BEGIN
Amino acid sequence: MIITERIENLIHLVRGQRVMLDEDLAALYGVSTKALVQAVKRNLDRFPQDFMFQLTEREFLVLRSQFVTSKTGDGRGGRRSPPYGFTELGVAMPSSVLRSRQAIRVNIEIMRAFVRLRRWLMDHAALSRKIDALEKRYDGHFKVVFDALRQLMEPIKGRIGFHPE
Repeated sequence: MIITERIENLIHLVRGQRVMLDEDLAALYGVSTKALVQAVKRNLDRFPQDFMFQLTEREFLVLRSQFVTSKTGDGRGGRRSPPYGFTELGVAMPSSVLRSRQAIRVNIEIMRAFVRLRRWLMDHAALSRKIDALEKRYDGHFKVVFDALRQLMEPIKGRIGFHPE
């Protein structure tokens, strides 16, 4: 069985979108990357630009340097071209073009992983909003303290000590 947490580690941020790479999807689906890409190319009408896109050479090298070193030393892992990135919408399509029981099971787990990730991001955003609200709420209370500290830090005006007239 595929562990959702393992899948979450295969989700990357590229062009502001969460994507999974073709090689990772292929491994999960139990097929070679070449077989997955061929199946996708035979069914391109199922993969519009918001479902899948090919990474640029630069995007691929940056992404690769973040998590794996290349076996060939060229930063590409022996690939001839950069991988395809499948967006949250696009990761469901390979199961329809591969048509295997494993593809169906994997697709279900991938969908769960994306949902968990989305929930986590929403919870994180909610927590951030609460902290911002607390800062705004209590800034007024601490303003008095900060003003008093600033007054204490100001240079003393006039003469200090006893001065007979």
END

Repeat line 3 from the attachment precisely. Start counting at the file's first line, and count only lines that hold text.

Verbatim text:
């Protein structure tokens, strides 16, 4: 069985979108990357630009340097071209073009992983909003303290000590 947490580690941020790479999807689906890409190319009408896109050479090298070193030393892992990135919408399509029981099971787990990730991001955003609200709420209370500290830090005006007239 595929562990959702393992899948979450295969989700990357590229062009502001969460994507999974073709090689990772292929491994999960139990097929070679070449077989997955061929199946996708035979069914391109199922993969519009918001479902899948090919990474640029630069995007691929940056992404690769973040998590794996290349076996060939060229930063590409022996690939001839950069991988395809499948967006949250696009990761469901390979199961329809591969048509295997494993593809169906994997697709279900991938969908769960994306949902968990989305929930986590929403919870994180909610927590951030609460902290911002607390800062705004209590800034007024601490303003008095900060003003008093600033007054204490100001240079003393006039003469200090006893001065007979």